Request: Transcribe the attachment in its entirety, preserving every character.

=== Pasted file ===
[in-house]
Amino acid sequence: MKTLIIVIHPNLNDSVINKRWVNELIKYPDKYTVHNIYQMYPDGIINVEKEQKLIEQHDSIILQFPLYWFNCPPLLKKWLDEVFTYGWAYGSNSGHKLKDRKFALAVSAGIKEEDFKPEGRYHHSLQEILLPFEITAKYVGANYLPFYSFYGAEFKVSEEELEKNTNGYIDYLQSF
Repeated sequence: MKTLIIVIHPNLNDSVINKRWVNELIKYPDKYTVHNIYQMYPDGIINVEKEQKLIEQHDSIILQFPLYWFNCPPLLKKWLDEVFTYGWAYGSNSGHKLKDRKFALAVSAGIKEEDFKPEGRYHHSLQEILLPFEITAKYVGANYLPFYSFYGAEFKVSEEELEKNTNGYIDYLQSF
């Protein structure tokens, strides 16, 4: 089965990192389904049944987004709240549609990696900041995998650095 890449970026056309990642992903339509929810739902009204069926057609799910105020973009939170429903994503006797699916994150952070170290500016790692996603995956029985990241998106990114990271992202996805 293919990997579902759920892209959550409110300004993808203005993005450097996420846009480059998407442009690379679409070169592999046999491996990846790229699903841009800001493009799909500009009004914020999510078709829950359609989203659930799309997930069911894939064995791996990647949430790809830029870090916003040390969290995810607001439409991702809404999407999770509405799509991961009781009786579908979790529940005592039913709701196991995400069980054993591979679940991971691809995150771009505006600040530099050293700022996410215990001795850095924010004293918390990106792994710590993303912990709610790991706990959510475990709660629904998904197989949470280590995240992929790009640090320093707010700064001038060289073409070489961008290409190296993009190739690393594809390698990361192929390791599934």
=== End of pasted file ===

[in-house]
Amino acid sequence: MKTLIIVIHPNLNDSVINKRWVNELIKYPDKYTVHNIYQMYPDGIINVEKEQKLIEQHDSIILQFPLYWFNCPPLLKKWLDEVFTYGWAYGSNSGHKLKDRKFALAVSAGIKEEDFKPEGRYHHSLQEILLPFEITAKYVGANYLPFYSFYGAEFKVSEEELEKNTNGYIDYLQSF
Repeated sequence: MKTLIIVIHPNLNDSVINKRWVNELIKYPDKYTVHNIYQMYPDGIINVEKEQKLIEQHDSIILQFPLYWFNCPPLLKKWLDEVFTYGWAYGSNSGHKLKDRKFALAVSAGIKEEDFKPEGRYHHSLQEILLPFEITAKYVGANYLPFYSFYGAEFKVSEEELEKNTNGYIDYLQSF
């Protein structure tokens, strides 16, 4: 089965990192389904049944987004709240549609990696900041995998650095 890449970026056309990642992903339509929810739902009204069926057609799910105020973009939170429903994503006797699916994150952070170290500016790692996603995956029985990241998106990114990271992202996805 293919990997579902759920892209959550409110300004993808203005993005450097996420846009480059998407442009690379679409070169592999046999491996990846790229699903841009800001493009799909500009009004914020999510078709829950359609989203659930799309997930069911894939064995791996990647949430790809830029870090916003040390969290995810607001439409991702809404999407999770509405799509991961009781009786579908979790529940005592039913709701196991995400069980054993591979679940991971691809995150771009505006600040530099050293700022996410215990001795850095924010004293918390990106792994710590993303912990709610790991706990959510475990709660629904998904197989949470280590995240992929790009640090320093707010700064001038060289073409070489961008290409190296993009190739690393594809390698990361192929390791599934």